Likewise, saRNAs could be favorable for enzyme replacement therapies. They require ~10-fold less RNA for protein expression of similar magnitude compared to linearly modified mRNA and are under live testing, a scalable process for vaccine production. Another alternative to linear mRNA is circRNA, which has been shown to double the life of mRNA. invitro. circRNA circumvents the need for costly 5′ capping, the tedious 3′ poly(A) tail, and increases total protein yield without increasing protein expression levels compared to linearly modified mRNA.

Overcoming challenges related to the breadth of protein expression, in parallel with mRNA structural optimizations, could alleviate the need for repeated dosing, a major requirement that makes it difficult to treat chronic diseases using mRNA therapies. Conventional treatment involves systemic injection of recombinant coagulation proteins (factor VIII/IX) three to seven times per week due to their relatively short half-life of ~12 hours. In contrast, preclinical studies in mice have shown that a single weekly systemic injection of 0.2 to 0.5 mg kg−1 modified linear mRNA could treat hemophilia A and B while maintaining protein levels above a clinically relevant threshold.

There are four types of mRNA packaging systems: biomimetic, lipid- and cell-based packaging, and extracellular vesicle-based packaging. LNPs were first reported six decades ago and have since undergone several advances, leading to their first clinical use as a small RNA interference (siRNA) delivery vehicle. The other three packaging systems are still in the preclinical evaluation stage.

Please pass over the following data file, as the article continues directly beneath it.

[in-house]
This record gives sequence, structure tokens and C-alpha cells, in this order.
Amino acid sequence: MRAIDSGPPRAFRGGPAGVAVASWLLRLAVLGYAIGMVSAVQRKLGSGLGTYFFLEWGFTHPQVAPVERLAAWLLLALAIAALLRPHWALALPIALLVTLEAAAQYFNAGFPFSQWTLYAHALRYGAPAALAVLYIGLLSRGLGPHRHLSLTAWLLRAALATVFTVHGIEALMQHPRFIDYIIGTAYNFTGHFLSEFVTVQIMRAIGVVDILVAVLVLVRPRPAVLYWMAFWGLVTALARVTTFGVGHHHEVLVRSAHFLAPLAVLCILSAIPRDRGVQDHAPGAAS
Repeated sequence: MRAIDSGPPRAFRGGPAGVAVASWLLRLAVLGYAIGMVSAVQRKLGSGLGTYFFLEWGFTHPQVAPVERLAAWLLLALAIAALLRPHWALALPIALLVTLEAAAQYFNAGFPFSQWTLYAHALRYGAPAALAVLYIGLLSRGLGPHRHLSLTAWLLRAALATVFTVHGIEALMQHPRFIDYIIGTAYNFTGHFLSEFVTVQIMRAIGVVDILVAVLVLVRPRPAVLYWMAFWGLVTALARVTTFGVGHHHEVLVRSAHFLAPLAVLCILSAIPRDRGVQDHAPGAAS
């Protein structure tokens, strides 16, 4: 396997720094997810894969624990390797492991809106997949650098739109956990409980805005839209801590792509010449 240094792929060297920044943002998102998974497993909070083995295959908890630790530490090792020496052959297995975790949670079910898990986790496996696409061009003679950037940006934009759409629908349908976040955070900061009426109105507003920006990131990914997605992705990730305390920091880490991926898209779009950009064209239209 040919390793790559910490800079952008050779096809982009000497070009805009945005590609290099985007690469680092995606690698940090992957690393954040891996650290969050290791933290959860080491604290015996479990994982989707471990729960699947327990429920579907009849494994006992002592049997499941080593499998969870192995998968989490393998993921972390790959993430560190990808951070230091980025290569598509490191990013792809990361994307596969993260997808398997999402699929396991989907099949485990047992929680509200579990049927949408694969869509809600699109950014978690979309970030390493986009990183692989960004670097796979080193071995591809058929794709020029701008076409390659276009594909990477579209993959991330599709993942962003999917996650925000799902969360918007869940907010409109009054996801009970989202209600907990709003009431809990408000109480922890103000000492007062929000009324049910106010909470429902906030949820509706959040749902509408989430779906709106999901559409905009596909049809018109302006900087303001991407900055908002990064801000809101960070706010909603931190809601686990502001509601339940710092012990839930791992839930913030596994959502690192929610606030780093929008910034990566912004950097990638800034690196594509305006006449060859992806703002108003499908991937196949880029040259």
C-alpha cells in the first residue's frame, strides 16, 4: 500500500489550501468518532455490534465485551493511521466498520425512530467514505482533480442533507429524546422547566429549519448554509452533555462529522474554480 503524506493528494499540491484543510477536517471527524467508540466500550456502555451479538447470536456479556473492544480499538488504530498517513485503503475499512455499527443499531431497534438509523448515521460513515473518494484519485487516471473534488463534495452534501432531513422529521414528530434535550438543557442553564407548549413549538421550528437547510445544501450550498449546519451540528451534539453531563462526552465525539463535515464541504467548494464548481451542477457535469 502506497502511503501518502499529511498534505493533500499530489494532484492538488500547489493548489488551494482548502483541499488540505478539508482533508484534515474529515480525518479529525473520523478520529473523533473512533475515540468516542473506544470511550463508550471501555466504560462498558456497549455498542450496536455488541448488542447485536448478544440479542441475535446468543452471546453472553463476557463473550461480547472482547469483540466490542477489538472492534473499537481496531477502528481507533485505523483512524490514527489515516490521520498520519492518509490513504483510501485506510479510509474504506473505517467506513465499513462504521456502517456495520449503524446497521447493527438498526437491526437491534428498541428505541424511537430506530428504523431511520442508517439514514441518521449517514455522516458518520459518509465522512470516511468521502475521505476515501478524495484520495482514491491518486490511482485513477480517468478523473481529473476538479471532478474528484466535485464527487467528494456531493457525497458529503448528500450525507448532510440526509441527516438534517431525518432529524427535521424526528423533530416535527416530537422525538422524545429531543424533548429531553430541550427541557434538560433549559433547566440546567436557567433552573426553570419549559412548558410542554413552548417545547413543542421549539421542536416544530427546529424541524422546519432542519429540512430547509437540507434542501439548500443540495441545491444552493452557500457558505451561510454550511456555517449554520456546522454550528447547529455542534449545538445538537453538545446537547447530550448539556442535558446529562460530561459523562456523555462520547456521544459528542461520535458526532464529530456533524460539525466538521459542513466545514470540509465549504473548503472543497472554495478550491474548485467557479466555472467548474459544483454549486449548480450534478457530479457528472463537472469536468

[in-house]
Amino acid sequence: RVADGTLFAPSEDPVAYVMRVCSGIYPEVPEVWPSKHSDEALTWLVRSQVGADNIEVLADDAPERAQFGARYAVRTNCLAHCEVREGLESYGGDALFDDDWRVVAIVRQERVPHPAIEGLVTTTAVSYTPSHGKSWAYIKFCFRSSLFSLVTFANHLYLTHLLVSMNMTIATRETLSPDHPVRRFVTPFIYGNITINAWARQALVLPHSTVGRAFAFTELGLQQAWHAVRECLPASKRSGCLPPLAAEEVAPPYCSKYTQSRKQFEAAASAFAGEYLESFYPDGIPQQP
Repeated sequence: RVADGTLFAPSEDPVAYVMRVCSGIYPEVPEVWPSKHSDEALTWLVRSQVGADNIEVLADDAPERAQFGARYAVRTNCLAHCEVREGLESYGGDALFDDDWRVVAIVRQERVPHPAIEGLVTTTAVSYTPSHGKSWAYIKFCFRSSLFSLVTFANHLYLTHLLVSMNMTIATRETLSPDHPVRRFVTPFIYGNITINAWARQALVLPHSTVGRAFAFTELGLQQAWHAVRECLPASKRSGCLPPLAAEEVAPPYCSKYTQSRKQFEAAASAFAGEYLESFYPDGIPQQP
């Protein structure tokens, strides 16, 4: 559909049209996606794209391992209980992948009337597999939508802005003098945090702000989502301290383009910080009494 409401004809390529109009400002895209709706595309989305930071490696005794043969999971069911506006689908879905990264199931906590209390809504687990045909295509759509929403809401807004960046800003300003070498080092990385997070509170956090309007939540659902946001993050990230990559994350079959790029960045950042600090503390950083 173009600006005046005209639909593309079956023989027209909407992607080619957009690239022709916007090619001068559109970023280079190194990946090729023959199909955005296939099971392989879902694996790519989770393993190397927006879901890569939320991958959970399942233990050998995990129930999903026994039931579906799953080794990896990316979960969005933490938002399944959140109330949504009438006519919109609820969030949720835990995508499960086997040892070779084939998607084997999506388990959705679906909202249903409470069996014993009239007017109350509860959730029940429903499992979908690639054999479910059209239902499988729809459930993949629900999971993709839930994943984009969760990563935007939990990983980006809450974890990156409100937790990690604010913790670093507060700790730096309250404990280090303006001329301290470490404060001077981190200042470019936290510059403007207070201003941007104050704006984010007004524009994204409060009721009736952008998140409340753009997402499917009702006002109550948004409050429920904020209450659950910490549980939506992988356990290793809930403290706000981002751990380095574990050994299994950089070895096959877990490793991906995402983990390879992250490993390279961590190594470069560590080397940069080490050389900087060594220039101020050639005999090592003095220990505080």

Cationic lipids induce cytotoxicity and exhibit low transfection efficiencies due to rapid splenic and hepatic clearance. In contrast, ionizable cationic lipids are neutral, preventing them from cellular or molecular recognition. Therefore, upon cellular uptake, they fuse with endosomes, releasing the mRNA cargo into the cell cytoplasm for translation. LNPs composed of MC3, which first received regulatory approval in 2018, show ~20-fold lower median effective dose (ED50) in animal models and are also currently used in COVID-19 mRNA vaccines.

The scope of mRNA therapy

Compared to mRNA vaccines that have successfully completed phase III clinical trials, most mRNA therapies are in early phase I clinical trials, primarily focused on safety. mRNA therapies could deliver any protein locally or systemically, including enzymatic, secreted, mitochondrial membrane, intracellular, receptor, and gene-editing proteins. However, only two clinical studies have produced encouraging results on its efficacy and safety.

The secreted proteins offer “nearest neighbor” effects beyond the few cells that are transfected. Like paracrine vascular endothelial growth factor (VEGF), they could have clinical applications through tissue-specific delivery. Recent studies on VEGF, with live delivery systems, are expanding the potential role of mRNA therapies in wound healing, peripheral vascular physiology, and bone repair.

Conclusions

The future of mRNA drugs may depend on the rapid evolution of mRNA cargo, intracellular transporters, and live delivery systems along with deep biological and clinical knowledge. However, the versatility of mRNA could trigger therapeutic opportunities and thus its other innovative applications are expected to come in the near future. For example, recent research has shown the utility of mRNA technology to live expression of intracellular antibodies for the treatment of heart failure and as in vitro disease modeling tool.